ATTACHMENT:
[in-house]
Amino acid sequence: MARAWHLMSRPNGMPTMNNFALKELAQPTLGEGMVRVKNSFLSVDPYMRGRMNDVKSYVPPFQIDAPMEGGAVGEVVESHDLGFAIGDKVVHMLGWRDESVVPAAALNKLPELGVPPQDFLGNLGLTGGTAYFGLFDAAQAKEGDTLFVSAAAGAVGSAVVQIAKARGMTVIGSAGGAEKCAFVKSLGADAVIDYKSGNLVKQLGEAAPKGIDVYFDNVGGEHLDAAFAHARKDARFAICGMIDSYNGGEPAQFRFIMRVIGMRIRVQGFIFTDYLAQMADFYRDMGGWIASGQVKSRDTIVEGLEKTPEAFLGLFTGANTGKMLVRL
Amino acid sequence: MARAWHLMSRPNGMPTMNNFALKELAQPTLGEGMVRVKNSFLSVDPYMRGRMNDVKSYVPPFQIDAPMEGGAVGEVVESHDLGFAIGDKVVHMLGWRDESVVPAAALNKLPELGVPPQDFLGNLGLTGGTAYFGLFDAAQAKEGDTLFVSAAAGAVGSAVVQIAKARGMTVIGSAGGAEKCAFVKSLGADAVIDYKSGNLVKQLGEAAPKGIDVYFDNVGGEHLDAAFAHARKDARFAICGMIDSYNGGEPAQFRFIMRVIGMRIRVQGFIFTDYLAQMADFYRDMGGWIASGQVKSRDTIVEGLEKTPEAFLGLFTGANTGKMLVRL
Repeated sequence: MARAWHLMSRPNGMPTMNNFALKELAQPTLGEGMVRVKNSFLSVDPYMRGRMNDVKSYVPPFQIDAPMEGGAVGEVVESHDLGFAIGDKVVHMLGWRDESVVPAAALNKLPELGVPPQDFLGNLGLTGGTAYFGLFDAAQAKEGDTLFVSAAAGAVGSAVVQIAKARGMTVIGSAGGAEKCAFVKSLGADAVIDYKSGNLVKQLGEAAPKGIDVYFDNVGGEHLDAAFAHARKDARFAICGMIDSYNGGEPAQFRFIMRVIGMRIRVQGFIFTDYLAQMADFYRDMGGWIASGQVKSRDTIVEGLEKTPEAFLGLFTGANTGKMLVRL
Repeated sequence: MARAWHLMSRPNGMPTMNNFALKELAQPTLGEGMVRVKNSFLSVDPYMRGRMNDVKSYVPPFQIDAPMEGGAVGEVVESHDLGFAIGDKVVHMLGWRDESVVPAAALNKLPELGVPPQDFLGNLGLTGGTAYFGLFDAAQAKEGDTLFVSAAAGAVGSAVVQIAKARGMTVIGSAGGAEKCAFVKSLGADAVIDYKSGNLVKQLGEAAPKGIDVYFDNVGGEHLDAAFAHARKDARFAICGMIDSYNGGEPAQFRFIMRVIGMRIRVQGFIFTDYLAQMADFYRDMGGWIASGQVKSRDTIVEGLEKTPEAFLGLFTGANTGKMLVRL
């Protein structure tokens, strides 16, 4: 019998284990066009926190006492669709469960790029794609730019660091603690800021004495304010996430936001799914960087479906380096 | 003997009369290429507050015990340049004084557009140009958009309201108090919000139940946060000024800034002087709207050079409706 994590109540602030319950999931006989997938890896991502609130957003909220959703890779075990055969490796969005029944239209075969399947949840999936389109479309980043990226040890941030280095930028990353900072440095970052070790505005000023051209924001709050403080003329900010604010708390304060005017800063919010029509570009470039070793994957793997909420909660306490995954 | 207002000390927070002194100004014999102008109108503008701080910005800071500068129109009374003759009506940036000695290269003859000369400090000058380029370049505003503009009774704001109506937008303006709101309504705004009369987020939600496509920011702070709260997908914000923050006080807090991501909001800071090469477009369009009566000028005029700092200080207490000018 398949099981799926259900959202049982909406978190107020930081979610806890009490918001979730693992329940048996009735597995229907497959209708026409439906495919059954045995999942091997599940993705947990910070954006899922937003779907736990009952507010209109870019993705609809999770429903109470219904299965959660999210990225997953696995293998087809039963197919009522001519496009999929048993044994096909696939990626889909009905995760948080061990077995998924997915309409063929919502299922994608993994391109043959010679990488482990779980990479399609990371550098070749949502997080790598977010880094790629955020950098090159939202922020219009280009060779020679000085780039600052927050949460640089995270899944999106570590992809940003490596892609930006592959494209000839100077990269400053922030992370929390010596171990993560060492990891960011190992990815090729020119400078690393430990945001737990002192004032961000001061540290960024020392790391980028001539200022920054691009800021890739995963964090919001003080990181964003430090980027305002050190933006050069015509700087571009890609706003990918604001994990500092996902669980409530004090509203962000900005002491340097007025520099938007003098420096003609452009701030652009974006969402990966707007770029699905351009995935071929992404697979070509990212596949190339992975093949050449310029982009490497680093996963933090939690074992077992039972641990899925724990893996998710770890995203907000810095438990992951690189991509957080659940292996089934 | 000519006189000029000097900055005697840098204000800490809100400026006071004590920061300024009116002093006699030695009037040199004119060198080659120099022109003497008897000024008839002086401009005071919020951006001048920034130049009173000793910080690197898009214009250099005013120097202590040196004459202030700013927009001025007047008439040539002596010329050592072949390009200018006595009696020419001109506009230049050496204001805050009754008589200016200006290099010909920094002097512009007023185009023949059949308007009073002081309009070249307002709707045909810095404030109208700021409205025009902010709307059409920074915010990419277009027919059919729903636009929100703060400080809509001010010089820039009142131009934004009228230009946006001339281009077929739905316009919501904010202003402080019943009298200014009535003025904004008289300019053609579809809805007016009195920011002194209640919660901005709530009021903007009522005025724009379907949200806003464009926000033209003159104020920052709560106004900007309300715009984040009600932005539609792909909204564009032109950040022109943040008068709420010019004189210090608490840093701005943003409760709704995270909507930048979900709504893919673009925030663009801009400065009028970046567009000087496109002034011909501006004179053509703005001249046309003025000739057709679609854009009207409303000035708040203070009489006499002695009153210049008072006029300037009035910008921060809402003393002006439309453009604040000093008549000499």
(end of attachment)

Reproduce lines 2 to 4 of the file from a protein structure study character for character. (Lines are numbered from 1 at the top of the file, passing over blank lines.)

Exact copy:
Amino acid sequence: MARAWHLMSRPNGMPTMNNFALKELAQPTLGEGMVRVKNSFLSVDPYMRGRMNDVKSYVPPFQIDAPMEGGAVGEVVESHDLGFAIGDKVVHMLGWRDESVVPAAALNKLPELGVPPQDFLGNLGLTGGTAYFGLFDAAQAKEGDTLFVSAAAGAVGSAVVQIAKARGMTVIGSAGGAEKCAFVKSLGADAVIDYKSGNLVKQLGEAAPKGIDVYFDNVGGEHLDAAFAHARKDARFAICGMIDSYNGGEPAQFRFIMRVIGMRIRVQGFIFTDYLAQMADFYRDMGGWIASGQVKSRDTIVEGLEKTPEAFLGLFTGANTGKMLVRL
Amino acid sequence: MARAWHLMSRPNGMPTMNNFALKELAQPTLGEGMVRVKNSFLSVDPYMRGRMNDVKSYVPPFQIDAPMEGGAVGEVVESHDLGFAIGDKVVHMLGWRDESVVPAAALNKLPELGVPPQDFLGNLGLTGGTAYFGLFDAAQAKEGDTLFVSAAAGAVGSAVVQIAKARGMTVIGSAGGAEKCAFVKSLGADAVIDYKSGNLVKQLGEAAPKGIDVYFDNVGGEHLDAAFAHARKDARFAICGMIDSYNGGEPAQFRFIMRVIGMRIRVQGFIFTDYLAQMADFYRDMGGWIASGQVKSRDTIVEGLEKTPEAFLGLFTGANTGKMLVRL
Repeated sequence: MARAWHLMSRPNGMPTMNNFALKELAQPTLGEGMVRVKNSFLSVDPYMRGRMNDVKSYVPPFQIDAPMEGGAVGEVVESHDLGFAIGDKVVHMLGWRDESVVPAAALNKLPELGVPPQDFLGNLGLTGGTAYFGLFDAAQAKEGDTLFVSAAAGAVGSAVVQIAKARGMTVIGSAGGAEKCAFVKSLGADAVIDYKSGNLVKQLGEAAPKGIDVYFDNVGGEHLDAAFAHARKDARFAICGMIDSYNGGEPAQFRFIMRVIGMRIRVQGFIFTDYLAQMADFYRDMGGWIASGQVKSRDTIVEGLEKTPEAFLGLFTGANTGKMLVRL